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Wind Cave National Park
One of the world's longest and most complex caves and 28,295 acres of mixed-grass prairie, ponderosa pine forest, and associated wildlife are the main features of the park. The cave is well known for its outstanding display of boxwork, an unusual cave formation composed of thin calcite fins resembling honeycombs. The park's mixed-grass prairie is one of the few remaining and is home to native wildlife such as bison, elk, pronghorn, mule deer, coyotes, and prairie dogs.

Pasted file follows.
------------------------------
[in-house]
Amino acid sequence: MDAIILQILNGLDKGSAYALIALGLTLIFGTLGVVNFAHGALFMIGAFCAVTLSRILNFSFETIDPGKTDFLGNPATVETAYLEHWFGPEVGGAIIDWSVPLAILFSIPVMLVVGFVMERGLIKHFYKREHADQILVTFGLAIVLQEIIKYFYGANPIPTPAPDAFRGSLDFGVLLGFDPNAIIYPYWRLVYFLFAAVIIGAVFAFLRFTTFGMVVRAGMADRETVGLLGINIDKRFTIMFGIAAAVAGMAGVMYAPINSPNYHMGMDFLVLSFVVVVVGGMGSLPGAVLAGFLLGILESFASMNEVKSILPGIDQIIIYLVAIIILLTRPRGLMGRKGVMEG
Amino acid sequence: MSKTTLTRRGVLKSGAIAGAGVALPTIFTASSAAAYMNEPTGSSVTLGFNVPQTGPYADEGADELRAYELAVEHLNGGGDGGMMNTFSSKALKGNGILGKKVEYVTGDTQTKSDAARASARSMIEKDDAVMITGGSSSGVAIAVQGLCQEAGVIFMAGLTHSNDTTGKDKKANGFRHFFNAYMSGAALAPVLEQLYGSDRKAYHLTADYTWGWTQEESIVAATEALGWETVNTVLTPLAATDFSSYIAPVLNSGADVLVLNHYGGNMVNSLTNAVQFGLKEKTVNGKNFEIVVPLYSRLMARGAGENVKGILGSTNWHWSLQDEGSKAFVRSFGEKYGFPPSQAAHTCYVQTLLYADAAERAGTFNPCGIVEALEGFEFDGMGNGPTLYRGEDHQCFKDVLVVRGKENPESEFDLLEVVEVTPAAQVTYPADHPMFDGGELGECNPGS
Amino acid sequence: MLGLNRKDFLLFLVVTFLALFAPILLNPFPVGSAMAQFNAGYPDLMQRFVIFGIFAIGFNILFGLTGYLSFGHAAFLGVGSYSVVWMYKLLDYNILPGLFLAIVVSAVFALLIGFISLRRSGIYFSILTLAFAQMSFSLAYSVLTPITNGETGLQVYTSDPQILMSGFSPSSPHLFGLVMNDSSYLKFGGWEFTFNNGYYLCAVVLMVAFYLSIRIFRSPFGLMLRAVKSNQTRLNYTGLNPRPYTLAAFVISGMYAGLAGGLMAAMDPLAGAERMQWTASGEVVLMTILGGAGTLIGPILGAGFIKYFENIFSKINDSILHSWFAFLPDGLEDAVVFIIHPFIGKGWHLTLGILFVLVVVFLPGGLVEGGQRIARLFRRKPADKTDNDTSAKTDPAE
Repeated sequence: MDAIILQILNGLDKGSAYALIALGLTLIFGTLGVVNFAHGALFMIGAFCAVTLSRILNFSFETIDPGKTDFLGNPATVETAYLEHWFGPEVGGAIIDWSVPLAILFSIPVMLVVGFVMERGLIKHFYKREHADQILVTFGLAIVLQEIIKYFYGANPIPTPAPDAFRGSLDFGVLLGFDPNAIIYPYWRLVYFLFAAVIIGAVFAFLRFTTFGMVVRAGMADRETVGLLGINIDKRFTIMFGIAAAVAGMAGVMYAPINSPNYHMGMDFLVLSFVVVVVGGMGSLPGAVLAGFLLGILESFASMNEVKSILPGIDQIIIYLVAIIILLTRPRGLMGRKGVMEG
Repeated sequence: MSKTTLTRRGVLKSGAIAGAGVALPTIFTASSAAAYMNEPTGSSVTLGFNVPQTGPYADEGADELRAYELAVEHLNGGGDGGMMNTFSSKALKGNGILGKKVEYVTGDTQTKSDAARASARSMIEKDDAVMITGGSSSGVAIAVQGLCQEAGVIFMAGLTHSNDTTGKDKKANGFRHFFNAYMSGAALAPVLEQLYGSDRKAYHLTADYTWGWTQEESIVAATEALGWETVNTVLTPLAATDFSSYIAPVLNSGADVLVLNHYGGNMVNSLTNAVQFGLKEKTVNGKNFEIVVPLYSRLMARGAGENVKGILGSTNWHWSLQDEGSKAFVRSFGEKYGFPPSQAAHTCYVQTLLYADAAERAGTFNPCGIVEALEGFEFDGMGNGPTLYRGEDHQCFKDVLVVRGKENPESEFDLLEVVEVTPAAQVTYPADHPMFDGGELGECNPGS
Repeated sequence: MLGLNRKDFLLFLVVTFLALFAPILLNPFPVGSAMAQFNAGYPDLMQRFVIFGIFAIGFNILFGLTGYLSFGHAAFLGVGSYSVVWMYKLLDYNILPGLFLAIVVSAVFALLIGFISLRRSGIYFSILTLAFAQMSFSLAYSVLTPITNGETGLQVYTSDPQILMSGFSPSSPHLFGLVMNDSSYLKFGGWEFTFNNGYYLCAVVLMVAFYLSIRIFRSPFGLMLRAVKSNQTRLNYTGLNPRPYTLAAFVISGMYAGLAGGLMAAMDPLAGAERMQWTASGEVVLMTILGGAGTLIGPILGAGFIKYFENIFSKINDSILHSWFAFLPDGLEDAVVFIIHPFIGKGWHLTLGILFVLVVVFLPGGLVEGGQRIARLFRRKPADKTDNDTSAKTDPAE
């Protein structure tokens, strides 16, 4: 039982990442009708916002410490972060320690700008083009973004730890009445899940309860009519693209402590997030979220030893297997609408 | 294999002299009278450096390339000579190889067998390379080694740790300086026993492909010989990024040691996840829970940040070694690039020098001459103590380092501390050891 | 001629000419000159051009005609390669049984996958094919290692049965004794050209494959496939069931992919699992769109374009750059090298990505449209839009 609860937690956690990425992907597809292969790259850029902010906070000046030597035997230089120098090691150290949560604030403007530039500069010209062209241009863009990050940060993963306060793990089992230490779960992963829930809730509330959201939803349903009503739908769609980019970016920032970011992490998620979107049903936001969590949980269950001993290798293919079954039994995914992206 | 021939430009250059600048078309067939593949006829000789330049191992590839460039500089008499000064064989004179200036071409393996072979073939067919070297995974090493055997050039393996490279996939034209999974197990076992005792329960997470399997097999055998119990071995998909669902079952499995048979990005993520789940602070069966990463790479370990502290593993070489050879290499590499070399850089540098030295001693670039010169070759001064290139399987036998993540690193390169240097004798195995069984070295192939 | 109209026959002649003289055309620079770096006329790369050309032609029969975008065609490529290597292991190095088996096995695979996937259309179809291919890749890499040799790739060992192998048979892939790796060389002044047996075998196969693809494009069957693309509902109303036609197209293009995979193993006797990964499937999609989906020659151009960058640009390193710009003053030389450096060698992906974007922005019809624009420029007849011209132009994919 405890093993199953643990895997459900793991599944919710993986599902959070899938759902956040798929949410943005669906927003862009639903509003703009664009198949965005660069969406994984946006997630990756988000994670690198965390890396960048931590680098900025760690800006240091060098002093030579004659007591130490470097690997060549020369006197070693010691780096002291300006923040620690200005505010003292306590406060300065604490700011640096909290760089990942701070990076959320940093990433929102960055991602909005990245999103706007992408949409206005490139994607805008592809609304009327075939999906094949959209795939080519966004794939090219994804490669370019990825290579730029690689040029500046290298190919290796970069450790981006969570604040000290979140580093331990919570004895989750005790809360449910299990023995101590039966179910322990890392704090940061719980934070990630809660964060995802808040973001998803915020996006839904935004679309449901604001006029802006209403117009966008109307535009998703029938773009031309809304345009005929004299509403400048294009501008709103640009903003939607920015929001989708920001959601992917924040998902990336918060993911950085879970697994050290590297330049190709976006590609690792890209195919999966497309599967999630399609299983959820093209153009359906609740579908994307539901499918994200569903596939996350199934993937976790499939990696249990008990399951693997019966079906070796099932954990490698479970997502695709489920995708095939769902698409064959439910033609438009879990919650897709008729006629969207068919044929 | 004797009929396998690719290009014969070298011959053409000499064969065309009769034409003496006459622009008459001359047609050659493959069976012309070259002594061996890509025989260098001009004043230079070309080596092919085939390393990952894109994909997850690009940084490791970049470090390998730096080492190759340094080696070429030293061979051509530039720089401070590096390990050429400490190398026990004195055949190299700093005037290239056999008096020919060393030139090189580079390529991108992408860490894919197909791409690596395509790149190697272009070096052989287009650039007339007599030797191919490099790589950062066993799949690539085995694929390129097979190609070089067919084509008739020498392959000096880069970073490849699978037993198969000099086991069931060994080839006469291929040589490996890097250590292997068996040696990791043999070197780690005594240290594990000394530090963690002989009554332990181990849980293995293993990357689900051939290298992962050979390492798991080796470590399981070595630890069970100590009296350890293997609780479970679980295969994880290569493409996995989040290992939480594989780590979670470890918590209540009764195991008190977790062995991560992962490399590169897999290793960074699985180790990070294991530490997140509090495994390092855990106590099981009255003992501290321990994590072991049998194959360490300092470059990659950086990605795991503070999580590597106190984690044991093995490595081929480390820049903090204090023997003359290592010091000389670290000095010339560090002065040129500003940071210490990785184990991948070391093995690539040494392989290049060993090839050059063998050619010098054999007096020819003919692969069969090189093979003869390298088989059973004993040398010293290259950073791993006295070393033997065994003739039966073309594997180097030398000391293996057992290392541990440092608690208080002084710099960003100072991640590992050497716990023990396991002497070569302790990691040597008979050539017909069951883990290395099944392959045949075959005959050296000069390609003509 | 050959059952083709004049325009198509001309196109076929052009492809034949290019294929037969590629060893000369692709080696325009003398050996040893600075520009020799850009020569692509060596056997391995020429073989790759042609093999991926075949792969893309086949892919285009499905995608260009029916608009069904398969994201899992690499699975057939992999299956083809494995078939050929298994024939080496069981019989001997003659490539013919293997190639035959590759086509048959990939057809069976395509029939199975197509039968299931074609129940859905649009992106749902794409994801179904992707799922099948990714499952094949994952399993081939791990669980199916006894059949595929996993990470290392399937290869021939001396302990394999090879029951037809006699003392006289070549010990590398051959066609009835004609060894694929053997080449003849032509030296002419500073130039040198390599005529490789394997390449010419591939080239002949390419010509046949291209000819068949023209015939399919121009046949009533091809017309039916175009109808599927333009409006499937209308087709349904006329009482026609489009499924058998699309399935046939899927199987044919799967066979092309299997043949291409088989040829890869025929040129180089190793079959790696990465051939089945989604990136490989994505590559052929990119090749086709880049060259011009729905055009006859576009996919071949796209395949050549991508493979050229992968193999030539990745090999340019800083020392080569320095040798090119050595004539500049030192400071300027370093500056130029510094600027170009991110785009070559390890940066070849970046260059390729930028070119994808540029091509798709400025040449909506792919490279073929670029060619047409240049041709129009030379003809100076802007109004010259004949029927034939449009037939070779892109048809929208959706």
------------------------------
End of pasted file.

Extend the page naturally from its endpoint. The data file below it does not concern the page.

American Indians of the area have known about the opening to Wind Cave for centuries. However, the first recorded finding of Wind Cave was in 1881. Jesse and Tom Bingham were attracted to the cave by a whistling noise. As the story goes, wind was blowing out of the cave entrance with such force that it blew off Tomís hat. A few days later when Jesse returned to show this phenomenon to some friends, he was surprised to find the wind had switched directions and his hat was sucked into the cave. Today, we understand that the direction of the wind is related to the difference in atmospheric pressure between the cave and the surface.